Here we realise the value and effectiveness of Semiotics which allows the readers to see and understand how meaning is built and passed over in a visual image of Kevin Carters award winning photograph. In addition it enables the viewers to think about range of meanings and attributions that are offered from mixtures of signs in the frame. This image brings doubt to Theist viewers, whether if God exists or not.
The posture of Sudanese girls is the sign that brings tension to the ongoing arguments of existence of god. If there is a god, it would not allow the sweet innocent girl to be in this sickening situation which outrages the viewers. At ideological level of this picture some people remember the stupidity of mankind. Instead of money being spent on weapons and war it would be very favourable to stop millions of both human and animals suffer unbearably daily. Therefore an effective use of semiotics enables viewers to realise their own action and encourages them to change their attitude towards factors. For example from Kevin Carters Picture a final thought of ‘Unfortunate Africa’ is evoked which encourages viewers to be more charitable and active for an improvement towards poverty.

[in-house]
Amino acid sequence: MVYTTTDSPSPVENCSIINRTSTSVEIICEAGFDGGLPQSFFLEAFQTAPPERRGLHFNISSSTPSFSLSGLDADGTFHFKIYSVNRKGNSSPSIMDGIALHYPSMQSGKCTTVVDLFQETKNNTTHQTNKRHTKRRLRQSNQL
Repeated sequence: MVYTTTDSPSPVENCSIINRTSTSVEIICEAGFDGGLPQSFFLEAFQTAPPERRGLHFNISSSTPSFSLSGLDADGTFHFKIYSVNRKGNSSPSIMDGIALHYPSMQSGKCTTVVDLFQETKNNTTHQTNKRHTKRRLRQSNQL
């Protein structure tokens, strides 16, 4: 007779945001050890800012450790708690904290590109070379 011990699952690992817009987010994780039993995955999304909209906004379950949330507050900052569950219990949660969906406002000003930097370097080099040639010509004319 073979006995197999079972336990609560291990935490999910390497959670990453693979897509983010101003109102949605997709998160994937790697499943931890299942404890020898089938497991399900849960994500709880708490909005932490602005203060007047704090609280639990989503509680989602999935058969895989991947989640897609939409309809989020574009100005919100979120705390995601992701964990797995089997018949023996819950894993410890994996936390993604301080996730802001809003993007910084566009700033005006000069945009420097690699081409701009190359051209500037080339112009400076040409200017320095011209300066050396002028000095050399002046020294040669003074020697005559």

But on the other hand William Leiss argued that effective analysis of media depends on individuals personal skills ‘….can do little more than state the obvious in a complex and often pretentious manner’ (Leiss et al. 1990, 214). This would mean that semiotics would not be very useful for some individuals as it does not provide any benefit to them of analysing a picture more effectively. In this instance “our ability to decode and interpret a message depends very much on what we know about and how we judge”. (Sean Hall 2007, 32)
Semiotics can also persuade individuals to make wrong analysis of a media source. The destination is the end point in the journey of the message which could mean that the message can be altered during its journey because of an ambiguity in its expression. Theoretically Dominic Strinati concluded that the relationship between signifiers and signified may be ‘ontologically arbitrary but not socially’. Strinati, Dominic (1995, 125).